Boron arsenide

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Boron Arsenide
CAS number 12005-69-5 YesY
Molecular formula BAs or B12As2
Molar mass 85.733 g/mol
Density 5.22 g/cm3, solid
Melting point 2,027 °C (3,681 °F; 2,300 K)
Solubility in water Insoluble
Band gap 1.50 eV(BAs); 3.47 eV(B12As2)
EU classification N/A
Related compounds
Other anions Boron nitride
Boron phosphide
Boron antimonide
Other cations Aluminium arsenide
Gallium arsenide
Indium arsenide
Except where noted otherwise, data are given for materials in their standard state (at 25 °C (77 °F), 100 kPa)
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Infobox references

Boron arsenide is a chemical compound of boron and arsenic. It is a cubic (sphalerite) semiconductor in the III-V family with a lattice constant of 0.4777 nm and an indirect bandgap of roughly 1.5 eV.[1] It can be alloyed with gallium arsenide to produce ternary and quaternary semiconductors.[2] Cubic BAs is reported to decompose to the subarsenide B13As2 at temperatures above 920 °C.[3]

Boron arsenide also occurs as subarsenides, including icosahedral boride, B12As2.[4] It belongs to R-3m space group with a rhombohedral structure based on clusters of boron atoms and two-atom As-As chains. It is a wide-bandgap semiconductor (3.47 eV) with the extraordinary ability to “self-heal” radiation damage.[citation needed] This form can be grown on substrates such as silicon carbide.[5]


Boron arsenide has been proposed as a material for solar cell fabrication,[2][6] although it is not currently used for this purpose.

B12As2 may be an attractive choice for devices exposed to radiation[citation needed] which degrades the electrical properties of conventional semiconductors, such as betavoltaic cells, which electrical energy by coupling a radioactive beta emitter to a semiconductor junction, and other space electronics.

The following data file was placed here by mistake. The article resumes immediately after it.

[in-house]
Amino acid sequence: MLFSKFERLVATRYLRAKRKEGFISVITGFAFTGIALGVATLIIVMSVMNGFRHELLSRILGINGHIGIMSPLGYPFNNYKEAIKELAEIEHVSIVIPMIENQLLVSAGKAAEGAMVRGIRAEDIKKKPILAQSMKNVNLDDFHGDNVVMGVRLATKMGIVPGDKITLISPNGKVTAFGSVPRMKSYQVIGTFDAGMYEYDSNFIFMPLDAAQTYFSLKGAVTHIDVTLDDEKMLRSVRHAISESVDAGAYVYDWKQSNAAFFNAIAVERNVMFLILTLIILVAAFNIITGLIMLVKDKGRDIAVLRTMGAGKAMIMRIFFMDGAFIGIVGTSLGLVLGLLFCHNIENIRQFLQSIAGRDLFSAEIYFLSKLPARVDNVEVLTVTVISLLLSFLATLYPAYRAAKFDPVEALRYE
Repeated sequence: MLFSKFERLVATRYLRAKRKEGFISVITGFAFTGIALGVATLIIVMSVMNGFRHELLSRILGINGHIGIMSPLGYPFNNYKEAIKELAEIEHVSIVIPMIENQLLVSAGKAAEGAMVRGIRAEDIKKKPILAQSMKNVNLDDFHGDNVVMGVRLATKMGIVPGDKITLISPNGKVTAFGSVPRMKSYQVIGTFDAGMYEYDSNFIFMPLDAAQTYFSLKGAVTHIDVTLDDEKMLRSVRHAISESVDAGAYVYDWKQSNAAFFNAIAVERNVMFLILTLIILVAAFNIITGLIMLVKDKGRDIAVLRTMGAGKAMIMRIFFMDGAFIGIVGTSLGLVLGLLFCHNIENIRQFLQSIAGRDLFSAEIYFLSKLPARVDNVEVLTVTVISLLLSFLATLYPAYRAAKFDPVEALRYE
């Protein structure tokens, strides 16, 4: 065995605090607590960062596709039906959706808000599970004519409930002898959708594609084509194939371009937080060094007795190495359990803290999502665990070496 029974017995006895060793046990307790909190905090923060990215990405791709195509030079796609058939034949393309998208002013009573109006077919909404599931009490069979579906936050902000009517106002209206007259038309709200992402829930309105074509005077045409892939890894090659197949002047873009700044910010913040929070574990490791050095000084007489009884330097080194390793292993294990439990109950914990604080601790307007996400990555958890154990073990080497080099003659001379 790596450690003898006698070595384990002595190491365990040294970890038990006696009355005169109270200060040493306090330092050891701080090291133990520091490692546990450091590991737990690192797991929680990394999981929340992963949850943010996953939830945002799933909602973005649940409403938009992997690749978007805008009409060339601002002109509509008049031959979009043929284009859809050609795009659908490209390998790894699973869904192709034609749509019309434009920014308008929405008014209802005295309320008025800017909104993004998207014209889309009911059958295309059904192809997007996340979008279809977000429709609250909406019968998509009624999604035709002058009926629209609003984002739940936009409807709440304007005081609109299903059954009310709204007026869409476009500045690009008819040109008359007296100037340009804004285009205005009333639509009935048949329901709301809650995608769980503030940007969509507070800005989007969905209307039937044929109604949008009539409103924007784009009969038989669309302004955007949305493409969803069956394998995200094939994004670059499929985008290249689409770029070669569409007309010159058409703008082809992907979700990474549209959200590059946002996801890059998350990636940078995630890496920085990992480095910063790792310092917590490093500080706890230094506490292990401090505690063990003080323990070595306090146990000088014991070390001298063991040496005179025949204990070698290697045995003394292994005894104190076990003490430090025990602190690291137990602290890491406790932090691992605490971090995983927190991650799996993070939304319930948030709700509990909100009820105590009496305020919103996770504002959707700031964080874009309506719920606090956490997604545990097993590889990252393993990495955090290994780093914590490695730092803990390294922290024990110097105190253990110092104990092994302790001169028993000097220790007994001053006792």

A team at Naval Research Laboratory and Boston College found the calculated thermal conductivity of cubic boron arsenide is remarkably high. At room temperature, it is expected to exhibit heat conductivity, κ, of over 2000 W/(m·K), which is comparable to diamond and graphite, and may exceed that of diamond at higher temperatures, according to researchers L. Lindsay, D.A. Broido and T.L. Reinecke.[7][8]


  1. ^ Hart, G. L. W.; Zunger, A. (2000). "Electronic Structure of BAs and Boride III-V Alloys". Physical Review B 62 (20): 13522–13537. arXiv:cond-mat/0009063. doi:10.1103/PhysRevB.62.13522. 
  2. ^ a b J. F. Geisz, D. J. Friedman, J. M. Olson, S. R. Kurtz, R. C. Reedy, A. B. Swartzlander, B. M. Keyes, and A. G. Norman, "BGaInAs alloys lattice matched to GaAs," Applied Phys. Lett. 76, No. 11, 13 Mar. 2000.
  3. ^ T. L. Chu and A. E. Hyslop, J. Electrochem. Soc., Vol. 121, 412 (1974).
  4. ^ "Semiconductor Research". University Bristol, Applied Spectroscopy Group. 
  5. ^ Chen, H.; Wang, G.; Dudley, M.; Xu, Z.; Edgar, J. H.; Batten, T.; Kuball, M.; Zhang, L.; Zhu, Y. (2008). "Single-Crystalline B12As2 on m-plane (1-100)15R-SiC". Applied Physics Letters 92 (23): 231917. doi:10.1063/1.2945635. 
  6. ^ Boone, J. L. and Vandoren, T. P., Boron arsenide thin film solar cell development, Final Report, Eagle-Picher Industries, Inc., Miami, OK. abstract (retrieved May 15, 2014)
  7. ^ news, An unlikely competitor for diamond as the best thermal conductor, Jul 08, 2013 (retrieved May 15, 2014)
  8. ^ First-principles determination of ultrahigh thermal conductivity of boron arsenide: A competitor for diamond?

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